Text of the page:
A few weeks ago I wrote about the concept of “Media Training in Stages”—an approach that supports the view that an effective professional development program involves more than a one-off workshop.
Today we examine the second stage: Gaining familiarity with the media.
The more your media training workshop uncovers the rigors of a reporter’s job, the better the chance your interview will prove successful. Once you forge a cordial, professional relationship, the reporter will learn that you are a trusted source who can give him the reliable information and concise quotes he needs.
As a former reporter, I realize that a walk through a journalist’s mind can be a scary proposition. Still, let’s take a quick tour.
A reporter’s thought process dictates that you cut right to the chase. Reporters want your headline first, then your lead paragraph, then the rich filling of examples, numbers, third party support, and so forth. This style of communication is the polar opposite of our everyday conversations, so it is important to adjust your mindset.
Consider this viewpoint as you construct your message, too, ensuring that it makes sense for the reporter and the public. Take a tip from this former reporter—journalists don’t care when your organization was established or how long it took your project to come to fruition. They want the grabber first.
You can also help reporters by taking into account the obstacles they face and helping them overcome them whenever appropriate:
- Unforgiving pressures to get the story first.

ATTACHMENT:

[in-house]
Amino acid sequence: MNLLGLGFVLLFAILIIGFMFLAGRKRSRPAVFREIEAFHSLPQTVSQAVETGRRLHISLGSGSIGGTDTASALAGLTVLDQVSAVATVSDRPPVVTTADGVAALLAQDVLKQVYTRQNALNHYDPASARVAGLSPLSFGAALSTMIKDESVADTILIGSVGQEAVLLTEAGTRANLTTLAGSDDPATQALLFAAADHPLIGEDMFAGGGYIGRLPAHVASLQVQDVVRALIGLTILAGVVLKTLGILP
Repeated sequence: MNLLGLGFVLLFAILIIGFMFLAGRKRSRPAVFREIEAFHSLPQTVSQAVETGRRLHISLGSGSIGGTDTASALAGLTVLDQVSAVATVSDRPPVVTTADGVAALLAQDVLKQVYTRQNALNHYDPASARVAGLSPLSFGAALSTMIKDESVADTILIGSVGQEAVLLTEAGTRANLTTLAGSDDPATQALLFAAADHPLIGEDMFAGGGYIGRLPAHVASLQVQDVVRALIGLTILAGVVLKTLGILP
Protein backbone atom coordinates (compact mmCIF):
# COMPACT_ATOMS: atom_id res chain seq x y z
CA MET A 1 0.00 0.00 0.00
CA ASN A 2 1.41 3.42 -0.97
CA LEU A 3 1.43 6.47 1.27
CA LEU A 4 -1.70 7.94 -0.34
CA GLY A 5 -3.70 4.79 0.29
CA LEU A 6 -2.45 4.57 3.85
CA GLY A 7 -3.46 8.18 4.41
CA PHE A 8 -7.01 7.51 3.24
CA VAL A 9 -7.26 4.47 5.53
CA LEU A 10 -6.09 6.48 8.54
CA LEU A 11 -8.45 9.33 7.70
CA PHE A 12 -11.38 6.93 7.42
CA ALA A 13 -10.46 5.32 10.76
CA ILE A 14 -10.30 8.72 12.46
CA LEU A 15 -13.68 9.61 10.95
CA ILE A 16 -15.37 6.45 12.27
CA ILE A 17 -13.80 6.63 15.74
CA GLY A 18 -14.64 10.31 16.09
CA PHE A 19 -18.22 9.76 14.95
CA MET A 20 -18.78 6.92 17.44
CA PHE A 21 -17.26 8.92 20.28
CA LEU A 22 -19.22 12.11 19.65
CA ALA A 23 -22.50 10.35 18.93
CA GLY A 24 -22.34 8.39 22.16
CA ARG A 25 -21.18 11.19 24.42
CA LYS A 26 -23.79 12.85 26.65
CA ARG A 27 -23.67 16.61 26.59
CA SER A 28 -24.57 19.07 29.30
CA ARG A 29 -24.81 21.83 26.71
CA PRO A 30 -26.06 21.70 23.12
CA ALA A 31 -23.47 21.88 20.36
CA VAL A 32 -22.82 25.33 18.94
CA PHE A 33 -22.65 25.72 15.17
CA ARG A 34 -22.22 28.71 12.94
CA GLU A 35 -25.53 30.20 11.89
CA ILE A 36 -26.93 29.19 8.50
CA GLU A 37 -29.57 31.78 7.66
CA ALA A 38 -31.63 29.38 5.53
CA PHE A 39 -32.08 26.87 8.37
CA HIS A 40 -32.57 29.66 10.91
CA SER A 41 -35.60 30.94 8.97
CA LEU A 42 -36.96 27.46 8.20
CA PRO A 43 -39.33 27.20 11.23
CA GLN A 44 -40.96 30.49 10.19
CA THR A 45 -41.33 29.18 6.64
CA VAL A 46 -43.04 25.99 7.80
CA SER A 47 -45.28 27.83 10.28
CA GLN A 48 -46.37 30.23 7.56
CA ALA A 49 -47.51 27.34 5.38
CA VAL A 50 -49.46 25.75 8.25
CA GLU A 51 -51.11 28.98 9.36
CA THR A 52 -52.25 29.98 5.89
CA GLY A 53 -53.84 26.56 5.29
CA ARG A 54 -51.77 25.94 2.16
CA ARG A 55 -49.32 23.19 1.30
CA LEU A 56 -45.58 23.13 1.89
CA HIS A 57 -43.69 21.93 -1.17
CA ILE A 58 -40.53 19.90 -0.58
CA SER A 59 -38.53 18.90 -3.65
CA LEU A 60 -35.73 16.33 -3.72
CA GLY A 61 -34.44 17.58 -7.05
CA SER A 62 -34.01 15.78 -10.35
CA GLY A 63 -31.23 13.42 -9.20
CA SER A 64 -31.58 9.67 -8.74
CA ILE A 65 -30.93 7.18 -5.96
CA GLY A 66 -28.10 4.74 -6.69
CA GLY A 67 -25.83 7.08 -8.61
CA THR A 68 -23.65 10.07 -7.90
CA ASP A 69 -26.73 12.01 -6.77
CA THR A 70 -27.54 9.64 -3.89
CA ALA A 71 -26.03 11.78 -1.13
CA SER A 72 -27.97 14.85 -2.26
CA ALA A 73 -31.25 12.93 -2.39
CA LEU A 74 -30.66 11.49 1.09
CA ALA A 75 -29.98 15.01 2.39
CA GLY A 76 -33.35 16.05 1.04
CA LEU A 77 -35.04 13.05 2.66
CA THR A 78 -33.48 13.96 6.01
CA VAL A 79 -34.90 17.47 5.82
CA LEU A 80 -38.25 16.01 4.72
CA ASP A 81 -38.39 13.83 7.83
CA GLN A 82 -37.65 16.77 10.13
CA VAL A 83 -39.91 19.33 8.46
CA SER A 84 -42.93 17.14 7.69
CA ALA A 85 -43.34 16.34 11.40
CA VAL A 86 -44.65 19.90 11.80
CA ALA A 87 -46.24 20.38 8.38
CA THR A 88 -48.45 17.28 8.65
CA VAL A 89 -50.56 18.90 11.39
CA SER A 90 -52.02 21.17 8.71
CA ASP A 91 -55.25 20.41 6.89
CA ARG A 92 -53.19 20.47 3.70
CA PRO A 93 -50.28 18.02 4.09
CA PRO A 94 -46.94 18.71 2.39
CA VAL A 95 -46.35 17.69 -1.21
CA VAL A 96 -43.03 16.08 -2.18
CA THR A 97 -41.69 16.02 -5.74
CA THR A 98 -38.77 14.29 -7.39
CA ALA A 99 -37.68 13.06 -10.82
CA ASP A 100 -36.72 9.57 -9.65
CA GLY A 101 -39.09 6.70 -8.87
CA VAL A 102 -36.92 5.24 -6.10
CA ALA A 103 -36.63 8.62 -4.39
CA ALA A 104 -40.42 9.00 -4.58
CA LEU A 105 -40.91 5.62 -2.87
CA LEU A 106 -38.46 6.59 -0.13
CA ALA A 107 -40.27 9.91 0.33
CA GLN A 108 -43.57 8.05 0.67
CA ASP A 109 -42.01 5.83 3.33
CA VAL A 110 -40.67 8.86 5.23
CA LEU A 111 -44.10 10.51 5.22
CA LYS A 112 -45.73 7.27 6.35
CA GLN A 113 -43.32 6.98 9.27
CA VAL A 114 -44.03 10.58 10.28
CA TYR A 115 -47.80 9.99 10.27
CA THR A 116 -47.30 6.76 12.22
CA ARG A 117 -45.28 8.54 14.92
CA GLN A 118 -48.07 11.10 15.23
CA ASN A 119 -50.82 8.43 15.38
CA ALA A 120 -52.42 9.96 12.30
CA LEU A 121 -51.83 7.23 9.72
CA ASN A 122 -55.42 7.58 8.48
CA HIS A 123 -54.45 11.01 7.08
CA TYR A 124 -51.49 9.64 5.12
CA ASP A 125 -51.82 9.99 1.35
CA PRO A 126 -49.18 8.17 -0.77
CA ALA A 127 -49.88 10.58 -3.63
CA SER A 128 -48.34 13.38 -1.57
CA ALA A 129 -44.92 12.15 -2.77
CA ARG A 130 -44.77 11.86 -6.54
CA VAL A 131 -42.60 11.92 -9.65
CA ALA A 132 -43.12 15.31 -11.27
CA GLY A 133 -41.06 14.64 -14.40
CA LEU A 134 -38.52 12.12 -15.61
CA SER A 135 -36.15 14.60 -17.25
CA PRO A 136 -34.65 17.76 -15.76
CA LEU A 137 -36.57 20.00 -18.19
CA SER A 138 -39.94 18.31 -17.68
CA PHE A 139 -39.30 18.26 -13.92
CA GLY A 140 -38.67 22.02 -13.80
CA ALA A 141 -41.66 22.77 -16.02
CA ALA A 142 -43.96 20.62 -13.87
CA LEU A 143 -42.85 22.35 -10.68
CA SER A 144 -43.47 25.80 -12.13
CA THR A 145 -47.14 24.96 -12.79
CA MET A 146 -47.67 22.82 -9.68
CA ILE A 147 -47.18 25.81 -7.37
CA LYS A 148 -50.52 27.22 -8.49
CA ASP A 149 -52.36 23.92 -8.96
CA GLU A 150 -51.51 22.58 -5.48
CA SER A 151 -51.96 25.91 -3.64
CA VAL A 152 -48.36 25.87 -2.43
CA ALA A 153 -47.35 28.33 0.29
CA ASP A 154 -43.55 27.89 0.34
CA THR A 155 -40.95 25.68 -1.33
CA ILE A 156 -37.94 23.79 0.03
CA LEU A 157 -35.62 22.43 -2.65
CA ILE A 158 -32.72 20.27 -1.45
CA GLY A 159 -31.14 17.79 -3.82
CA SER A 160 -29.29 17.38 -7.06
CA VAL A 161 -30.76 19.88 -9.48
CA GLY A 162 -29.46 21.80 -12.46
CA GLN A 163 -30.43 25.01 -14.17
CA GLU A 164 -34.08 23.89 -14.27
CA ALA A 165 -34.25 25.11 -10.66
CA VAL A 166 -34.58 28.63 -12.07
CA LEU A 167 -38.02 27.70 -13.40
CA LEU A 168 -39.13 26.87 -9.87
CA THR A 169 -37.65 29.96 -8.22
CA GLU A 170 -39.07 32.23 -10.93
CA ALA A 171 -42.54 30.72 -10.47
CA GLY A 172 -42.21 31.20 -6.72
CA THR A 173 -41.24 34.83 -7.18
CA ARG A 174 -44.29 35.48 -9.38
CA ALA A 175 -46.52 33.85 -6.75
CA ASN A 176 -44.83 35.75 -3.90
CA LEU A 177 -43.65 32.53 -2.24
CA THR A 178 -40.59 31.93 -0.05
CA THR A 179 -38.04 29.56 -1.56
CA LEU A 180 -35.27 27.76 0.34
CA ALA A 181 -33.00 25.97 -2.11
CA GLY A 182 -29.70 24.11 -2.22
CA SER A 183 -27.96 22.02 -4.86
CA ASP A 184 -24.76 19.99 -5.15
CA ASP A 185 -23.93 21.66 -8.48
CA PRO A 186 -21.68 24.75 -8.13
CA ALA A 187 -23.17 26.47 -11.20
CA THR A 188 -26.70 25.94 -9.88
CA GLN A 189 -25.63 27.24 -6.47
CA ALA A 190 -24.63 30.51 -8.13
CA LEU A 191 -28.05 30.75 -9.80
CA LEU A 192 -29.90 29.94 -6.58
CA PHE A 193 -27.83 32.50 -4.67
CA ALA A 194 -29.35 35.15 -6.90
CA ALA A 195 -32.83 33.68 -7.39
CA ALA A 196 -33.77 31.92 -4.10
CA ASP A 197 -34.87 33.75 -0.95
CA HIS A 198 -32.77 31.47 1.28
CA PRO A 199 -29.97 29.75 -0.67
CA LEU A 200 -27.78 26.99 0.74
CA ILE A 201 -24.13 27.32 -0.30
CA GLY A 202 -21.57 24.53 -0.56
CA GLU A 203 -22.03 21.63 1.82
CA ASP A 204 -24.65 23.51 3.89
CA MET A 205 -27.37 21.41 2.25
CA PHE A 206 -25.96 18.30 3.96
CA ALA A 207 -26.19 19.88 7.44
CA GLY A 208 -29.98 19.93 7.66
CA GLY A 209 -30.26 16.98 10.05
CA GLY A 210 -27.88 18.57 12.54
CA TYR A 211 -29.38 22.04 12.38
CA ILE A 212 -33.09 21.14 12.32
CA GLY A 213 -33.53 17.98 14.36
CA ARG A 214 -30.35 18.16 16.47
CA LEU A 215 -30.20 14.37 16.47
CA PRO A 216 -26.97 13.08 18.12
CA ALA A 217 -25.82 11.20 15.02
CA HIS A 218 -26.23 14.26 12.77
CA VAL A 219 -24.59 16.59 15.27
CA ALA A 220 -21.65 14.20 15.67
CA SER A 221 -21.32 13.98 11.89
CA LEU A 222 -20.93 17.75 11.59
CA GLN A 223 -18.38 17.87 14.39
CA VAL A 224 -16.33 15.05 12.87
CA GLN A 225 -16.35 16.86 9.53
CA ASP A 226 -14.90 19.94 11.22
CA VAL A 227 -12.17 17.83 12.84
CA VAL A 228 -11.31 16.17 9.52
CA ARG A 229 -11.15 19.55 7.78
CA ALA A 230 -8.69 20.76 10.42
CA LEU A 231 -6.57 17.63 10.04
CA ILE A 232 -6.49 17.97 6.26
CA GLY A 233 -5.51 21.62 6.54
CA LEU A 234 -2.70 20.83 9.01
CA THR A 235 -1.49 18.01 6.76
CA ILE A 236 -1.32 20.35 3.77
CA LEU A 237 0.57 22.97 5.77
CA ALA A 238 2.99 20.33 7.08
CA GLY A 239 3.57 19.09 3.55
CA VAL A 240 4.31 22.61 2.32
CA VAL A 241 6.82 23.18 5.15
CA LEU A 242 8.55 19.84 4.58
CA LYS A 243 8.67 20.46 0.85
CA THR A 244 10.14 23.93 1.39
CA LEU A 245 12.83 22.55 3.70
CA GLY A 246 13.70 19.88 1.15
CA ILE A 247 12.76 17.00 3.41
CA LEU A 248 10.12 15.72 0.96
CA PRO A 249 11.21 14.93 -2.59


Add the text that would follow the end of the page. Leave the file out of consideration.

- Multiple assignments, often working on diverse stories simultaneously.
- Competitive pressures from other newspapers, magazines, radio and television stations, and blogs.
- Negative attitudes of some sources.
- Professional pride and status; they want to impress their editors, news directors, and peers.
- Gruff and demanding editors.
- Headline writers who may never read their entire article.
Most news sources never stop to think about how they can facilitate matters from the reporter’s point of view. You gain an advantage when you do so.
Tricks of the Reporter’s Trade
Even if you prove helpful, it is naïve to suggest there is not another side to the story. Reporters thrive on conflict. That is what sells newspapers and garners TV ratings points.
Journalists have ways of trying to elicit information you may not want to cough up. Here are some of the tricks you need to recognize:
- Planting words in your mouth
- Rapid fire questions
Different reporters use different methods. The point is, by staying on the alert you minimize your odds of uttering a quote that will come back to haunt you.
Rights and Responsibilities
You have certain rights when you deal with the press. Among them:
- Right to know the subject of the interview.
- Right to set time limits.
- Right to ask clarifying questions.
- Right to ask who else the reporter is interviewing.
- Right to record the interview for your records.
As with any relationship, with rights come responsibilities. You owe reporters the following as part and parcel of your exchange:
- Be honest
- Say you don’t know rather than guess at an answer
- Respond in a timely manner
- Learn about the reporter and the media outlet for which she works
- Maintain a sense of professionalism at all times
- Keep these obligations in mind before you agree to any media interview
Unless your duties dictate that you deal with reporters daily, you should always stay on the record. This means that the reporter can use anything involved in your business deal—the words you say, the materials you give her, even the gestures you make. Leave the complex negotiations about going off the record or on background to your communications pros. For more detail, see my research report, Can We Talk Off the Record? Resolving Disagreements, Increasing Understanding Between Reporters and Public Relations Practitioners.
Tune in again next time when we cover the third stage of media training, the value of simulated exercises.